After kicking off his return to competitive golf with a disappointing two-over 73 in the first round of the Frys.com Open, Tiger Woods rallied to shoot a three-under 68 on Friday to get within the cutline. He wasn’t about to miss his second consecutive cut for the first time in his career. (That would’ve been embarrassing!)
“I don’t like missing cuts, period,” said Woods after the second round. “If I miss the cut, that means you can’t win the tournament on the weekend. I’ve got a shot at it this weekend.”
Maybe that’s what he meant on Wednesday about getting a “W”…
Tiger showed glimpses of his former self in his first nine (the back), rolling in three consecutive birdies on holes 14-16. Woods made six birdies, but gave three strokes back with three bogeys. He didn’t post the target number he had in mind going into the round, but you know, it’s a work in progress.
“The number was 64 today,” said Tiger. “That was kind of the goal. I figured if I shot 64, I’d probably be between two and four back. That was kind of my mindset going out. I had it going early there, three in a row to get to 3-under par for the day, and if we could just keep it going here, I could shoot my number.
“I made a couple mistakes there at 18 and 1, but I’m still within seven shots of it (the lead) right now.”
Tiger trails 36-hole leader Paul Casey, who shot a seven-under 64 Friday. Second-round play has yet to finish because of a two-hour, 20-minute fog delay.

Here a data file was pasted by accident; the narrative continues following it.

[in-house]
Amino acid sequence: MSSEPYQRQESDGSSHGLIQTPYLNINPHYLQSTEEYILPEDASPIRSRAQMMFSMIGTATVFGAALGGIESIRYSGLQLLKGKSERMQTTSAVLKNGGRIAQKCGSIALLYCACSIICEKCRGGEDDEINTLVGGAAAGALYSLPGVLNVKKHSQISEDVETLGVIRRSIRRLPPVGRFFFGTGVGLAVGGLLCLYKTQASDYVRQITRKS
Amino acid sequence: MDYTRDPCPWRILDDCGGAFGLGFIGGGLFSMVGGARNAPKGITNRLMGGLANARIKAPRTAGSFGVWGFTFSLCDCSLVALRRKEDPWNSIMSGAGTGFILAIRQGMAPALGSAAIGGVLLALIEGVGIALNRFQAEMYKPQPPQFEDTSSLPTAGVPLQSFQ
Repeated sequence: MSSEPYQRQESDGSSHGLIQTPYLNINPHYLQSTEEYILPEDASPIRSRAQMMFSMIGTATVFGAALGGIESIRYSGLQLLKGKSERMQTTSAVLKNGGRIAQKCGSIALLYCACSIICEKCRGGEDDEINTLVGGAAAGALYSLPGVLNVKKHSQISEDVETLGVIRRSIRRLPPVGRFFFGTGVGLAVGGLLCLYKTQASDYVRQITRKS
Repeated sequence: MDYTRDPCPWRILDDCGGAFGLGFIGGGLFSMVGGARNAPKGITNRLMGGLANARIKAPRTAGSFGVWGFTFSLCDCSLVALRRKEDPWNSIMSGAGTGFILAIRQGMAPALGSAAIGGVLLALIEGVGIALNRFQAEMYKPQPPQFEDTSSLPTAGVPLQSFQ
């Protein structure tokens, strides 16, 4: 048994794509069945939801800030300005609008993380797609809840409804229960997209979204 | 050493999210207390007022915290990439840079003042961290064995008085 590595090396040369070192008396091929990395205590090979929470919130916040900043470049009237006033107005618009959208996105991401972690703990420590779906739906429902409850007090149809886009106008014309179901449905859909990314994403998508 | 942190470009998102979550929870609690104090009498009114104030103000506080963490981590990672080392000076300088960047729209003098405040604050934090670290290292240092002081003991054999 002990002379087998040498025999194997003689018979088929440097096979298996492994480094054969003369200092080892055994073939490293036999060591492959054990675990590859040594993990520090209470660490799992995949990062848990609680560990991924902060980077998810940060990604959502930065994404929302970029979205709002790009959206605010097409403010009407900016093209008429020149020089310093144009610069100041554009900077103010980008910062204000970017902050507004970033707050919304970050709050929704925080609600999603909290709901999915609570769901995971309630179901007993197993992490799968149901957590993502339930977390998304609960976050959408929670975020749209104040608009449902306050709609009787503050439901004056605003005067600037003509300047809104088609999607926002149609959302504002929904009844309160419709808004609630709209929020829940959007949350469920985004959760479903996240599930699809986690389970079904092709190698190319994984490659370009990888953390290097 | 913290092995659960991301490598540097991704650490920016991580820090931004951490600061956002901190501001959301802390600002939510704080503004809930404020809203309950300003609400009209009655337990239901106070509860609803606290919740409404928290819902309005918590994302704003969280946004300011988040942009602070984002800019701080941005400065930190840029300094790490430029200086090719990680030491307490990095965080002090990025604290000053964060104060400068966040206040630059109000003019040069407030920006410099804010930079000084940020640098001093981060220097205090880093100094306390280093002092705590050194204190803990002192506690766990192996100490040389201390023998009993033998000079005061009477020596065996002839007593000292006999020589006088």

He was also happier with his putting.
“I hit one bad putt today, and that was it,” said Tiger, who needed 29 putts. “Every other putt was on line. I hit my lines all day, saw my lines, which was nice. I added two strips of lead on the bottom of it to add a little more weight to get the ball to the hole and fixed my posture again a little bit on the putter. When I did that, I was able to see the line. And I was struggling to see the lines yesterday, and on top of that I couldn’t get the putts to the hole. It was a tough combo platter yesterday.”
Tiger also cited working with his posture with regards to his long game.
“I get into my old posture, and the way I’m rotating through the ball now, that ball is going to go left, so I just need to get better posture, and when I do, I can hit a fade or a draw,” said Tiger when asked about his tendency to miss left. “I just get into these lulls where I kind of go back to my old comfort, especially out here when I’m in tournament mode and got to hit shots.”
He’s getting closer to where he needs to be — like the 5-iron he flushed on the 8th hole at CordeValle — but for now, he has his work cut out for him going into the weekend for even a chance to contend.
“It’s always a progression,” said Tiger. “You’ve got to do it on the range and got to do it on the golf course at home and eventually here and down the stretch and then in major championships and win those bad boys. It’s a progression.”
(AP Photo/Dino Vournas)